Sebastian Urbina graduated with a Bachelor's in Economics and ISYE in 2004 and a Master's in Industrial Engineering in 2006. Now he is Vice President of the Artificial Intelligence, Machine Learning, and Data Science Team at Genpact in Costa Rica. He is also running for Vice President of Costa Rica in February 2022!
1. What do you do?
I am part of the Artificial Intelligence and Machine Learning team at Genpact, where I run the company’s Forecasting Center of Excellence. I coordinate multiple parts of our forecast engagements, from solution design, external data analysis, staffing to technology selection and implementation approach.
I am also responsible for keeping up to date with current best practices and techniques, ensuring we have knowledge transfer among team members, and selling new projects and work.
The job also requires me to get engaged in a variety of non-forecasting-related problems that require other techniques like simulation and optimization to solve.
2. What’s the coolest part of your job?
I get to work with a variety of companies in a variety of industries. I have helped a cosmetics company understand their duty-free demand in China and Korea using WeChat and Weibo posts, a consumer electronics company improve their forecast of new product launches by creating a technology innovation index based on competitors and own specifications, and helped a Formula-e team predict the number of laps the car can go based on energy consumption and battery power remaining.
3. Why are you passionate about this work?
This work has permitted me to constantly keep learning and working to find creative ways to solve a problem. The underlying techniques may be the same, but understanding the business problem and requirements makes each project unique and generates sparks of creativity.
4. How did you find your job/what’s the best resource for jobs or networking you’ve found?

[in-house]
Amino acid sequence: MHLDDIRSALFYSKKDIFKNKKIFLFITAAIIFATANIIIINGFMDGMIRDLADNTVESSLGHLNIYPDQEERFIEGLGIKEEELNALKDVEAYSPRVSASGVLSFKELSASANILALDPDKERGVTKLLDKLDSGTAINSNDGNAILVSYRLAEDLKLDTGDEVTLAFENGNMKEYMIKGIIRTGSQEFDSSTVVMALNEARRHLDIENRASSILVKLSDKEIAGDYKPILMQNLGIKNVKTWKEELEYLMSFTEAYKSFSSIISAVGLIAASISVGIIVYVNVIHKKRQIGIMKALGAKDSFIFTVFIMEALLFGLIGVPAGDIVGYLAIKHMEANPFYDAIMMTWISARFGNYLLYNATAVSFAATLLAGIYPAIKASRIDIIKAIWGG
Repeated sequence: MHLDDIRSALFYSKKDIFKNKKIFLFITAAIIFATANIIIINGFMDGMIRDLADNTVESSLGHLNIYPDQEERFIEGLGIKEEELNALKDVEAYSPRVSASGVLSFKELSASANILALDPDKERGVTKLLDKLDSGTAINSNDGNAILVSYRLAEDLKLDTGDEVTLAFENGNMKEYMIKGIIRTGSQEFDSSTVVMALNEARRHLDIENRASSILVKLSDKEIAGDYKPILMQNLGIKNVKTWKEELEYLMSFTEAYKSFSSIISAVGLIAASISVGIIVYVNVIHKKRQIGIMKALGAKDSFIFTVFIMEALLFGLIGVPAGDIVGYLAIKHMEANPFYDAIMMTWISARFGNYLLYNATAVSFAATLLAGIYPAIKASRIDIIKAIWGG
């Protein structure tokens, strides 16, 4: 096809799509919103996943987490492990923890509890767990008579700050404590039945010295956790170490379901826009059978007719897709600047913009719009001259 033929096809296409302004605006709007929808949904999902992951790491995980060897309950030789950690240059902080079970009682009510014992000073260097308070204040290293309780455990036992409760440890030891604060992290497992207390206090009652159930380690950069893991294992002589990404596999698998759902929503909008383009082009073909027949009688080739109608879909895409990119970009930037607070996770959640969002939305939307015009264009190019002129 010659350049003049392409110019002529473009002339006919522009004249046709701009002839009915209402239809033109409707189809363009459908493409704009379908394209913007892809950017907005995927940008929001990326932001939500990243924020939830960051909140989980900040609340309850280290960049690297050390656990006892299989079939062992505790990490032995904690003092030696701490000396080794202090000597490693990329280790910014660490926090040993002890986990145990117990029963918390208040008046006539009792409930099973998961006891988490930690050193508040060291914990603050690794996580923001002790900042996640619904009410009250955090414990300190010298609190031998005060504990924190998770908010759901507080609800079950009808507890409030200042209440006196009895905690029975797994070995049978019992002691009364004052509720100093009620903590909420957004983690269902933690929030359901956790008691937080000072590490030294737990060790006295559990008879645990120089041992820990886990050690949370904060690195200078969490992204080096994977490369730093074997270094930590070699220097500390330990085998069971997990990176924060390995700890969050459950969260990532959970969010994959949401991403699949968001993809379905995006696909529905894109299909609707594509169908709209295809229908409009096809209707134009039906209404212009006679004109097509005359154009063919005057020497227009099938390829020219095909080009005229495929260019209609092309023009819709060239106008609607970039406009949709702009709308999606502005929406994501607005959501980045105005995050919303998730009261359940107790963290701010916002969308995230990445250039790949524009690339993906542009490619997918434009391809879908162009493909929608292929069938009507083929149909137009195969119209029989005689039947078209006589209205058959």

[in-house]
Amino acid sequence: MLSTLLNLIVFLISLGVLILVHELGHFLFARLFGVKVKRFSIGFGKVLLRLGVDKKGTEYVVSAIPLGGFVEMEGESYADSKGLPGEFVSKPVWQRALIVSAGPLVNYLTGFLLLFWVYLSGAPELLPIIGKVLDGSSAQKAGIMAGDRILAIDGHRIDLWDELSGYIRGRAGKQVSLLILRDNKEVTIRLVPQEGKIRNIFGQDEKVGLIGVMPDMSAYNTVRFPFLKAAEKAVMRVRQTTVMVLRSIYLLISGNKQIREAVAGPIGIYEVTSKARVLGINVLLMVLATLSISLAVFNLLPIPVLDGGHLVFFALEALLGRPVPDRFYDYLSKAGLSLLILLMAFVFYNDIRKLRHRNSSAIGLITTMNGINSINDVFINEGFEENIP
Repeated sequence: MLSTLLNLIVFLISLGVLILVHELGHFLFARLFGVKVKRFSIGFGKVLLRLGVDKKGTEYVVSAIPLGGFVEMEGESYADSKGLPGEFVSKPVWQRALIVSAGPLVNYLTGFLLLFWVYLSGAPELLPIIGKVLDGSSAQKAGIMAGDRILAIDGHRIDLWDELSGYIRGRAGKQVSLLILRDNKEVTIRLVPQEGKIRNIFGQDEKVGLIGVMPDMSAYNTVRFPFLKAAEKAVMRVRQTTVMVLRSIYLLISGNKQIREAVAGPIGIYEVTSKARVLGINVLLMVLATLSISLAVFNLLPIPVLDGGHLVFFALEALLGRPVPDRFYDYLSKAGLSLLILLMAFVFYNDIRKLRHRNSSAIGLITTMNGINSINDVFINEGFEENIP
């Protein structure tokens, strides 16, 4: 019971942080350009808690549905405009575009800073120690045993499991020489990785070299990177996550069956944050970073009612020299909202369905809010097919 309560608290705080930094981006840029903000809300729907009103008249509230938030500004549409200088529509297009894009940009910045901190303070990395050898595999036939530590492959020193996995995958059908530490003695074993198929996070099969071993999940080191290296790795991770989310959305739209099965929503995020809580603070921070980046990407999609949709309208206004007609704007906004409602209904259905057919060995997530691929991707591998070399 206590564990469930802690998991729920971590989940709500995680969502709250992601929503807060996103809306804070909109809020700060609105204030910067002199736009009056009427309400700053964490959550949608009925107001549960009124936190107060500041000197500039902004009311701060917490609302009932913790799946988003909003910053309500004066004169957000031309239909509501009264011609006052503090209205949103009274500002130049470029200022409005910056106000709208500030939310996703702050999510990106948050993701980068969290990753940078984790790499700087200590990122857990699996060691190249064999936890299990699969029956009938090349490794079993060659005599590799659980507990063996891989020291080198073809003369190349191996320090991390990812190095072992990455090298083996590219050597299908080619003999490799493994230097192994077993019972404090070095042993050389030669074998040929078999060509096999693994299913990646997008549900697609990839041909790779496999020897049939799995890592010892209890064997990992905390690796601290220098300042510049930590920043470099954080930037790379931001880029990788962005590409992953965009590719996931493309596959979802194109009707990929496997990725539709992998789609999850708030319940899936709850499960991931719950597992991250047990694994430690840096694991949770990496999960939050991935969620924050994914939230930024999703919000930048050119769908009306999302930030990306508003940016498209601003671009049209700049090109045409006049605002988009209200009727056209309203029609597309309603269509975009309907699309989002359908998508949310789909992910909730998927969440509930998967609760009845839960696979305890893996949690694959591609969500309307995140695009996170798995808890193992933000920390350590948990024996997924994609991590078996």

I joined Genpact by way of acquisition. I used to work for a supply chain consulting company called Barkawi, where I was in charge of supply chain analytics, forecasting, simulation, and optimization work.
At Barkawi, I had worked for the person who started the US Office of a software company called Servigistics. At Servigistics, I was recruited by having my CV on monster.com, and they found it online and reached out to me. In essence, my current career path is a combination of online resources and networking.
Currently, I find LinkedIn the best jobs and networking site. Whenever I'm recruiting, that is the first place I go. I recommend you keep an engaging and updated profile.
5. What’s the most surprising detour you’ve taken from your career path? What did you learn from it?
I went into politics for two years as Vice-Minister of Transportation for Costa Rica. The biggest thing I learned from there was the importance of communication both internally and externally and the need to convert your vision into something that can be easily understood by people who are not technical.
6. What’s the greatest challenge you’ve faced since graduating, and how did you overcome it?
The biggest challenge has been keeping current. For example, I graduated without knowing R or Python. I taught myself the languages through reading books and blog posts.
The way I've been able to overcome it is through continual learning and online resources. I'm constantly buying new books/textbooks that get published and reading through them. I go through Kaggle results to see what new techniques people are trying. I keep track of the new packages released on both R and Python and see their applicability. I review and engage with commercial software, like AWS forecast, to understand its capabilities and how I can best leverage it.
If you stay still and do not try and remain current, it will be hard to be successful. College will teach you how to think and give you a base understanding, on top of which you will continue to have to build on it.
7. What’s your #1 tip for students and alumni interested in pursuing a career in AI and machine learning?
The best thing to do is to learn to communicate. It's not just about learning the math and techniques, but learning how to explain the results and the limitations of the models. The best model in the world is useless if you aren’t able to properly explain the results, limitations, and use of it to the stakeholders.
8. Do you recommend any AI and machine learning events, conferences, groups, etc., that students and alum interested in the field should participate in?
Participate in Kaggle competitions. Not only is it a great learning experience, but it also gives you problems to talk about beyond coursework and signals a willingness to go beyond what is required.
9. Can students and alumni in the School of Economics contact you if they’re interested in following in your footsteps? What are some things you can speak to and the best way for them to contact you?
Absolutely, email is probably the best way.